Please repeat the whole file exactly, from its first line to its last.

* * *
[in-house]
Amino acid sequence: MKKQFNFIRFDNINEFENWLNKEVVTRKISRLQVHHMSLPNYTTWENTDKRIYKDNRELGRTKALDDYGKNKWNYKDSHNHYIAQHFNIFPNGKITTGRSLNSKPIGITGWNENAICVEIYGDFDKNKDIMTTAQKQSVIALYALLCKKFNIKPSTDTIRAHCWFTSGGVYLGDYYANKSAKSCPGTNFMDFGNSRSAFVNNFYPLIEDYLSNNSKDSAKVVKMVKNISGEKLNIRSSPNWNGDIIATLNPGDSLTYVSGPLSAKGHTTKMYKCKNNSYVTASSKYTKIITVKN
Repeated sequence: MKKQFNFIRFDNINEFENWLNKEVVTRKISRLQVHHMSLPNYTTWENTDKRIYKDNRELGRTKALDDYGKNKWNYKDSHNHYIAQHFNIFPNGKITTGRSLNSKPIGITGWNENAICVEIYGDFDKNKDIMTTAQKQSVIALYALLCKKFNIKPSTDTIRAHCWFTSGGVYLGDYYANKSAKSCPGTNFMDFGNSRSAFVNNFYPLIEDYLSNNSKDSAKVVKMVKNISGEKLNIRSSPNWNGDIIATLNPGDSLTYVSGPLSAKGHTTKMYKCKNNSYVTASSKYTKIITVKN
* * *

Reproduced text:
[in-house]
Amino acid sequence: MKKQFNFIRFDNINEFENWLNKEVVTRKISRLQVHHMSLPNYTTWENTDKRIYKDNRELGRTKALDDYGKNKWNYKDSHNHYIAQHFNIFPNGKITTGRSLNSKPIGITGWNENAICVEIYGDFDKNKDIMTTAQKQSVIALYALLCKKFNIKPSTDTIRAHCWFTSGGVYLGDYYANKSAKSCPGTNFMDFGNSRSAFVNNFYPLIEDYLSNNSKDSAKVVKMVKNISGEKLNIRSSPNWNGDIIATLNPGDSLTYVSGPLSAKGHTTKMYKCKNNSYVTASSKYTKIITVKN
Repeated sequence: MKKQFNFIRFDNINEFENWLNKEVVTRKISRLQVHHMSLPNYTTWENTDKRIYKDNRELGRTKALDDYGKNKWNYKDSHNHYIAQHFNIFPNGKITTGRSLNSKPIGITGWNENAICVEIYGDFDKNKDIMTTAQKQSVIALYALLCKKFNIKPSTDTIRAHCWFTSGGVYLGDYYANKSAKSCPGTNFMDFGNSRSAFVNNFYPLIEDYLSNNSKDSAKVVKMVKNISGEKLNIRSSPNWNGDIIATLNPGDSLTYVSGPLSAKGHTTKMYKCKNNSYVTASSKYTKIITVKN